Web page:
Send to

Choose Destination
See comment in PubMed Commons below
J Am Chem Soc. 2013 Jun 26;135(25):9299-302. doi: 10.1021/ja4042115. Epub 2013 Jun 17.

The structure of the mercury transporter MerF in phospholipid bilayers: a large conformational rearrangement results from N-terminal truncation.

Author information

Department of Chemistry and Biochemistry, University of California, San Diego, La Jolla, California 92093-0307, United States.


The three-dimensional structure of the 81-residue mercury transporter MerF determined in liquid crystalline phospholipid bilayers under physiological conditions by Rotationally Aligned (RA) solid-state NMR has two long helices, which extend well beyond the bilayer, with a well-defined interhelical loop. Truncation of the N-terminal 12 residues, which are mobile and unstructured when the protein is solubilized in micelles, results in a large structural rearrangement of the protein in bilayers. In the full-length protein, the N-terminal helix is aligned nearly parallel to the membrane normal and forms an extension of the first transmembrane helix. By contrast, this helix adopts a perpendicular orientation in the truncated protein. The close spatial proximity of the two Cys-containing metal binding sites in the three-dimensional structure of full-length MerF provides insights into possible transport mechanisms. These results demonstrate that major changes in protein structure can result from differences in amino acid sequence (e.g., full-length vs truncated proteins) as well as the use of a non-native membrane mimetic environment (e.g., micelles) vs liquid crystalline phospholipid bilayers. They provide further evidence of the importance of studying unmodified membrane proteins in near-native bilayer environments in order to obtain accurate structures that can be related to their functions.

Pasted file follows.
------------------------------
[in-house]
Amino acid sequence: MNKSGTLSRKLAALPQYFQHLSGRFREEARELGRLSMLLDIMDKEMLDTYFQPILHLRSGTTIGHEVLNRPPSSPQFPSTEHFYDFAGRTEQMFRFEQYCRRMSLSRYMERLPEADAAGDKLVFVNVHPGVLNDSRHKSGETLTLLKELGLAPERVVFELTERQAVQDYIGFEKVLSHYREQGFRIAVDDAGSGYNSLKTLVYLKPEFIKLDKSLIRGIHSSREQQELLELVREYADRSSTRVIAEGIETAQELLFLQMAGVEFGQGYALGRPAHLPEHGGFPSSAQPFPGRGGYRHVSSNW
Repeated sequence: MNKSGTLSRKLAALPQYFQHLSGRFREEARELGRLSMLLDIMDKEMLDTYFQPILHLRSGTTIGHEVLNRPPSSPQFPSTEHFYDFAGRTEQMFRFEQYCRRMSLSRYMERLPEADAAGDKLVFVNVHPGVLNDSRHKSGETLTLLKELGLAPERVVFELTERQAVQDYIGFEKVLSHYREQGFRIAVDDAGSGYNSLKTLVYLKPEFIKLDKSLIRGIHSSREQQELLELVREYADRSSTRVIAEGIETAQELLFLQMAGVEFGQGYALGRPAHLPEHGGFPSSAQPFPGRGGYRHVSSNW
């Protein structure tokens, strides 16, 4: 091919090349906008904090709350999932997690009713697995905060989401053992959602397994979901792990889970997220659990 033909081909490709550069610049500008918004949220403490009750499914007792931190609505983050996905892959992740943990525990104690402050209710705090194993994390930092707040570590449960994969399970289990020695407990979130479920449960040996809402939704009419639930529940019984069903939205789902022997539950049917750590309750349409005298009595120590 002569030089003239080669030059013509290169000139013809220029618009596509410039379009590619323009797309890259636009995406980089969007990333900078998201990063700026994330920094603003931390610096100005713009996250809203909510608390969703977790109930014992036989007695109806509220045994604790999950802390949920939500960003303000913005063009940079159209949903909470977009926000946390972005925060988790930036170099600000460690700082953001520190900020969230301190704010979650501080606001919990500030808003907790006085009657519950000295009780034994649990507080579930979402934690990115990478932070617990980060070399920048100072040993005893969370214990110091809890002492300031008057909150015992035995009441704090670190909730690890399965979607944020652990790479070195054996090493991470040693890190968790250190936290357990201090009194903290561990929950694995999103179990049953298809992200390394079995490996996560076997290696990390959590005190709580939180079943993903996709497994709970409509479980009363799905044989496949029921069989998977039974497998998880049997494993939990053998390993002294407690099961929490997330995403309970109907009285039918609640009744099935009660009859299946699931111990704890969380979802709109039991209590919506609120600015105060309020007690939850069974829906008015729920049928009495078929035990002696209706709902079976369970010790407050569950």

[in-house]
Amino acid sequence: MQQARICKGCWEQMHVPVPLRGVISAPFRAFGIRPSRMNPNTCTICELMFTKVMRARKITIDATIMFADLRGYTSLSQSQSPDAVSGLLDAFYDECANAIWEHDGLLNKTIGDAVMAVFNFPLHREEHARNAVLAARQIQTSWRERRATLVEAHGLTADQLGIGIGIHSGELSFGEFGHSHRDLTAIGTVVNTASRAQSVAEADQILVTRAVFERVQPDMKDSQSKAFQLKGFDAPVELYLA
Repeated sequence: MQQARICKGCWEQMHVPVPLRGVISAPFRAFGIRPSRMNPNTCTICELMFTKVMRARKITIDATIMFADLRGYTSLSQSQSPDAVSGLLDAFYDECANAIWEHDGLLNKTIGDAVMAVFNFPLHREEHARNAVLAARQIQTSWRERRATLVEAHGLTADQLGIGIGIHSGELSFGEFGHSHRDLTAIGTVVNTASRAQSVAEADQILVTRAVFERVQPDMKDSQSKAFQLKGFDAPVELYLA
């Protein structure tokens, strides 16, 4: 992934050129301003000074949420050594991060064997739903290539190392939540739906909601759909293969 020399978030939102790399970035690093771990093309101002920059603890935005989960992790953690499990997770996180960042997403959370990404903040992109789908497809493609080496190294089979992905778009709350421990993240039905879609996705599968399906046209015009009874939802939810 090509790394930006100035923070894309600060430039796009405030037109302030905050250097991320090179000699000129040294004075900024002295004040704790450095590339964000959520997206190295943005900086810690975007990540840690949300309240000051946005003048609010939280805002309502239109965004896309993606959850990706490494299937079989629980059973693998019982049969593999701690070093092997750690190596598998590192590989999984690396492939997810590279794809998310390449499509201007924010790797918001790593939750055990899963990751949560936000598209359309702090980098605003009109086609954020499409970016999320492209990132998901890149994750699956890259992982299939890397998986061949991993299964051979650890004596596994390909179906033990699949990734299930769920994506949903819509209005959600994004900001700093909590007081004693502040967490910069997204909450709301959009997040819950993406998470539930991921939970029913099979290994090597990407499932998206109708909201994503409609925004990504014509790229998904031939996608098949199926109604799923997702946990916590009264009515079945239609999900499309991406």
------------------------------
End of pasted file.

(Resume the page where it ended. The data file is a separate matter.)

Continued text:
[Indexed for MEDLINE]
Free PMC Article
PubMed Commons home

PubMed Commons

How to join PubMed Commons

    Supplemental Content

    Full text links

    Icon for American Chemical Society Icon for PubMed Central
    Loading ...
    Support Center